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Ten Things of Thankful: General Conference Edition

A photo, taken last year, of the back of yellow-lab Drexel's head, as he watches a session of General Conference on TV
Last weekend was General Conference for The Church of Jesus Christ of Latter-day Saints. Twice a year, in April and in October, I watch church from my couch, as I listen to four (2-hour) general sessions of conference over two days.  As you might imagine after binge-watching so much, I come away with great appreciation for the messages I've heard. For today's TToT, I'd like to share some of the messages that stood out to me. I'm thankful to have heard:

1. Ulisses Soares' advice concerning those who do not think/act/live like we do:
"It is hard to understand all the reasons why some people take another path. The best we can do in these circumstances is just to love and embrace them, pray for their well-being, and seek for the Lord's help to know what to do and say. Sincerely rejoice with them in their successes; be their friends and look for the good in them. We should never give up on them but preserve our relationships. Never reject or misjudge them. Just love them!"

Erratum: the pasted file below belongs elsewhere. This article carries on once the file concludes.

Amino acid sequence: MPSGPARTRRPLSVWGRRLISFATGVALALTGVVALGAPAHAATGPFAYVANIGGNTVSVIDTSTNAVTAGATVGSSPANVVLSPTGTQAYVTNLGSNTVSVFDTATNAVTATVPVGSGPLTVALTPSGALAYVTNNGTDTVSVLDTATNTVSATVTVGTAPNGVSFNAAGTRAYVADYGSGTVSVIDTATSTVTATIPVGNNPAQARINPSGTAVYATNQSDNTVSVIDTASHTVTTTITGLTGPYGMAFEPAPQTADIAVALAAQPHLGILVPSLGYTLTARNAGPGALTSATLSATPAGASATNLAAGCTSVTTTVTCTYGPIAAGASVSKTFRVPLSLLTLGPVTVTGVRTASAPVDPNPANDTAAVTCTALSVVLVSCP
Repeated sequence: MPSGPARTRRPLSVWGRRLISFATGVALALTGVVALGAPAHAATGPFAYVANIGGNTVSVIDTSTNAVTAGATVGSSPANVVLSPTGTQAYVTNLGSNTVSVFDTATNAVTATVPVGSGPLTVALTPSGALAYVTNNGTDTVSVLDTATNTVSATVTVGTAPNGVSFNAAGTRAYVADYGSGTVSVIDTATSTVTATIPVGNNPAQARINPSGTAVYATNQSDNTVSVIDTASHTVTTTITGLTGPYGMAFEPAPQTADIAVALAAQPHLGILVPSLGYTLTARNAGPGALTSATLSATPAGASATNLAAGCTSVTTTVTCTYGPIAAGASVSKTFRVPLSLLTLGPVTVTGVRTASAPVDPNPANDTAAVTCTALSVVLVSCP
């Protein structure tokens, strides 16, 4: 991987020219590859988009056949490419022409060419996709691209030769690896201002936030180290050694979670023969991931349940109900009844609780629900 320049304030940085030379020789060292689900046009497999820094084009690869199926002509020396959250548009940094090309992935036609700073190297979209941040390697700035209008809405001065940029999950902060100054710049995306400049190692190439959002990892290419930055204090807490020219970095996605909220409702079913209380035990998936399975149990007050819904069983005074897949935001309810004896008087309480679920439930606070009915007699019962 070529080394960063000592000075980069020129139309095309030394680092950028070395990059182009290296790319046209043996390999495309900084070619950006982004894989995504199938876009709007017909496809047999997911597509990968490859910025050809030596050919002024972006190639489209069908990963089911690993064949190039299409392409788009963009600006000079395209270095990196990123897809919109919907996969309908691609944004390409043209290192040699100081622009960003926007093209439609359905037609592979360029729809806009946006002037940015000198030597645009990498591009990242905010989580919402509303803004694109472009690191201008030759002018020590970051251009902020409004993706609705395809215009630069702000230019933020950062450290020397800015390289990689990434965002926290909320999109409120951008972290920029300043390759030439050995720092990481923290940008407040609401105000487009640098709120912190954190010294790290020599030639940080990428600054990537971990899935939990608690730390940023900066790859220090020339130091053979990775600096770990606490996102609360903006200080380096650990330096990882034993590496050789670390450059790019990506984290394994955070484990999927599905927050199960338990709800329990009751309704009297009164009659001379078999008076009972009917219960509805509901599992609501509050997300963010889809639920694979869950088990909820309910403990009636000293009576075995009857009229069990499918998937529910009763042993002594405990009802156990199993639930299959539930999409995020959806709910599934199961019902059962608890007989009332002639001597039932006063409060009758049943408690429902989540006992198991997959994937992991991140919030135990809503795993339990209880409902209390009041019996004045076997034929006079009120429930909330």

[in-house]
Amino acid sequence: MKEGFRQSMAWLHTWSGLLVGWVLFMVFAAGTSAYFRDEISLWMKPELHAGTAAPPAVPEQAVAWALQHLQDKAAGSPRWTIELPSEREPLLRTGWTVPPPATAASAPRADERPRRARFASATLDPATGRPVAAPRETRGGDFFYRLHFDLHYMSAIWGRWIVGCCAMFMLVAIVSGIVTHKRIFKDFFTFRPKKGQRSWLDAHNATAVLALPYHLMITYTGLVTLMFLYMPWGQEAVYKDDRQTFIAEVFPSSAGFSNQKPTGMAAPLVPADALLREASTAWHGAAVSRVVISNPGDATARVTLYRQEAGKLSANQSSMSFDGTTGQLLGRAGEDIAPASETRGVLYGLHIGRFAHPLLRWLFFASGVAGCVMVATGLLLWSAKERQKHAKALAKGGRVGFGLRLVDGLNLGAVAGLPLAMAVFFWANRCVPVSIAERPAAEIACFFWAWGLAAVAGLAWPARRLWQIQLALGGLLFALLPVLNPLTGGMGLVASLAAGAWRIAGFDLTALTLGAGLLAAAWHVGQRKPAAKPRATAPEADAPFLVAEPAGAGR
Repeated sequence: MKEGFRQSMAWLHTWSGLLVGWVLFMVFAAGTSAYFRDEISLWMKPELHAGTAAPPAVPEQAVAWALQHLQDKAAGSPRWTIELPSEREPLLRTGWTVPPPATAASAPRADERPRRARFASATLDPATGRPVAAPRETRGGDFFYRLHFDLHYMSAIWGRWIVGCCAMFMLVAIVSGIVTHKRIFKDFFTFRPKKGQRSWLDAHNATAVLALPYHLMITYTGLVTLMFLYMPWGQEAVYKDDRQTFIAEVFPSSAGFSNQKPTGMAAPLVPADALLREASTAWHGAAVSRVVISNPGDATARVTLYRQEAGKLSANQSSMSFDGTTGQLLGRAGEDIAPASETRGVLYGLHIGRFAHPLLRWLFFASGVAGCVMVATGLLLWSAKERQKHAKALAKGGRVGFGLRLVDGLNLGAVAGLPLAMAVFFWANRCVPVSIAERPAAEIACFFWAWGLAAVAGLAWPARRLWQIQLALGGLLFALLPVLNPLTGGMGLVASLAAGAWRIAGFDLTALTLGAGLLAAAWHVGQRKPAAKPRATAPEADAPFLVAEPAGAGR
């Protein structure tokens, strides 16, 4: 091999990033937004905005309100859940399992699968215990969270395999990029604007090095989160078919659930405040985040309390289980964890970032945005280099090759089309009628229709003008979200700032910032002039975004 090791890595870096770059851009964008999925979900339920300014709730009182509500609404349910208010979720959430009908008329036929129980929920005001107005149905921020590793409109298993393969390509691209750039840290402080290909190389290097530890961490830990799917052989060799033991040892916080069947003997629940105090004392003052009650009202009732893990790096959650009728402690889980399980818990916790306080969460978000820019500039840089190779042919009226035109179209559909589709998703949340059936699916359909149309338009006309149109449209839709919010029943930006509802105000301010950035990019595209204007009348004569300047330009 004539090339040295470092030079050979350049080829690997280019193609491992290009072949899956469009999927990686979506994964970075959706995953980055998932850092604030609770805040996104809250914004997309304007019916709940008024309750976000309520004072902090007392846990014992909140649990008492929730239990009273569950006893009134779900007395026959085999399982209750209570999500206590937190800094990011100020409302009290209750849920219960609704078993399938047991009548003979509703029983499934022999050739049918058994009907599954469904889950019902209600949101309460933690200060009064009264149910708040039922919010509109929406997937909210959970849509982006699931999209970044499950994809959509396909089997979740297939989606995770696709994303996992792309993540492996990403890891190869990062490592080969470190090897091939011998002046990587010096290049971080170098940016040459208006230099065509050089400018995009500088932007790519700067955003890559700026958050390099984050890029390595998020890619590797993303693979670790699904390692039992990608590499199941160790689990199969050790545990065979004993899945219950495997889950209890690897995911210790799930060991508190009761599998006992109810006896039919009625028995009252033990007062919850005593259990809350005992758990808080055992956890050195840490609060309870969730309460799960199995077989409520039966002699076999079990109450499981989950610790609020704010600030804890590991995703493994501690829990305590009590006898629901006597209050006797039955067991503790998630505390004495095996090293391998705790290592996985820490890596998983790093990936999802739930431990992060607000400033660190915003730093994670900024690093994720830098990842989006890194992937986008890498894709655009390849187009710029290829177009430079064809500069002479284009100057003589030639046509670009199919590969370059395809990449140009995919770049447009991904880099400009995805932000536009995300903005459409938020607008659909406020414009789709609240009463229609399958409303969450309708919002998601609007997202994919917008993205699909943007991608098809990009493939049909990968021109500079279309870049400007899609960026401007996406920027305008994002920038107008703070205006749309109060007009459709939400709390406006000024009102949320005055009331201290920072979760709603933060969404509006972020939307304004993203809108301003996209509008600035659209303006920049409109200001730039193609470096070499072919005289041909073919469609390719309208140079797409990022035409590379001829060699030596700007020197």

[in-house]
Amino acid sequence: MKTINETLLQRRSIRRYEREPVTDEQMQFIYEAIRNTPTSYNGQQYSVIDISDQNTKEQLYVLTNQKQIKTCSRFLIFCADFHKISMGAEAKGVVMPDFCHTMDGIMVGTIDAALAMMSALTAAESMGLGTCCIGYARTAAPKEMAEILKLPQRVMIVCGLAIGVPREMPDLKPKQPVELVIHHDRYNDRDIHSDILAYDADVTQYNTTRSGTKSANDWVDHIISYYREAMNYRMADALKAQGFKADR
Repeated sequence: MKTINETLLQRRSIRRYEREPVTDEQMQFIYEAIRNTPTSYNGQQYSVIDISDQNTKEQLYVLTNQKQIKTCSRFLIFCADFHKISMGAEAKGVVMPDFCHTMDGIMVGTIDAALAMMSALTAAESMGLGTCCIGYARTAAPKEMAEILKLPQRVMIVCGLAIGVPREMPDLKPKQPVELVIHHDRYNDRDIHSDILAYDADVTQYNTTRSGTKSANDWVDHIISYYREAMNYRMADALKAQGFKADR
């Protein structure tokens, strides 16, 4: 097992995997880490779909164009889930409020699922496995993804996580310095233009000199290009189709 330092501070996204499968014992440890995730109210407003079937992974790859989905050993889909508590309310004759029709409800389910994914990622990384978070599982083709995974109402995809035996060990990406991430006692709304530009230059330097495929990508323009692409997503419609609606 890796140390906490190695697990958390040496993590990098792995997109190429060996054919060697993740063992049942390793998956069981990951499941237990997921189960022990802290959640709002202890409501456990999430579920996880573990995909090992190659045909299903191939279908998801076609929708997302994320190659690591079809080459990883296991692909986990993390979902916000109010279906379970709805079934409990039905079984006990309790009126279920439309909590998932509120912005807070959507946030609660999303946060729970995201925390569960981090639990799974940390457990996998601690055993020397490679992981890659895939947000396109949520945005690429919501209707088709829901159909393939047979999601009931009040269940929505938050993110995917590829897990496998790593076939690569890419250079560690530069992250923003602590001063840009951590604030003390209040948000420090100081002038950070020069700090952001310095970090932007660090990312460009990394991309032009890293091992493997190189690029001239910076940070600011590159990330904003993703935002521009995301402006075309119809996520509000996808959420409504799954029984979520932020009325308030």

2. Becky Craven's counsel:
"We can rationalize all we want, but the fact is, there is not a right way to do the wrong thing!"
3. Brook P. Hales comforting reminder:
"We have the assurance that in His own way and in His own time, Heavenly Father will bless us and resolve all of our concerns, injustices, and disappointments." 
4. Dieter F. Uchtdorf's summary of our responsibility:
"Yours is to love God and love your neighbors, His children. 
 "Believe, love, do."
5. W. Christopher Waddell's assurance that even our little efforts can make a difference:
"There may be other times when we recognize a need but feel inadequate to respond, assuming that what we have to offer is insufficient. To do just as He did, however, is to minister by giving what we are capable of giving and to trust that the Lord will magnify our efforts to bless 'our fellow travelers on this mortal journey.'"